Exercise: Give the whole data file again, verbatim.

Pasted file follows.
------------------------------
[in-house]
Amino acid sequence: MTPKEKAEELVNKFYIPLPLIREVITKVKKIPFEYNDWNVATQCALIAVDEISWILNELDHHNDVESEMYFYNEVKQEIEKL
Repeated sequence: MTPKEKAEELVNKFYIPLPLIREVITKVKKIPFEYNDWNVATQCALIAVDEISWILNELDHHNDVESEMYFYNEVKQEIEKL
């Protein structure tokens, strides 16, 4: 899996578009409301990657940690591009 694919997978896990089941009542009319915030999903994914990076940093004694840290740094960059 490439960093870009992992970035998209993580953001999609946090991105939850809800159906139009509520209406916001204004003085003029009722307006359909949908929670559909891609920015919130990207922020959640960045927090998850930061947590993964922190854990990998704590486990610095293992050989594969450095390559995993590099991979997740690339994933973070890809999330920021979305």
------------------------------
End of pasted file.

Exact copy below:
[in-house]
Amino acid sequence: MTPKEKAEELVNKFYIPLPLIREVITKVKKIPFEYNDWNVATQCALIAVDEISWILNELDHHNDVESEMYFYNEVKQEIEKL
Repeated sequence: MTPKEKAEELVNKFYIPLPLIREVITKVKKIPFEYNDWNVATQCALIAVDEISWILNELDHHNDVESEMYFYNEVKQEIEKL
């Protein structure tokens, strides 16, 4: 899996578009409301990657940690591009 694919997978896990089941009542009319915030999903994914990076940093004694840290740094960059 490439960093870009992992970035998209993580953001999609946090991105939850809800159906139009509520209406916001204004003085003029009722307006359909949908929670559909891609920015919130990207922020959640960045927090998850930061947590993964922190854990990998704590486990610095293992050989594969450095390559995993590099991979997740690339994933973070890809999330920021979305």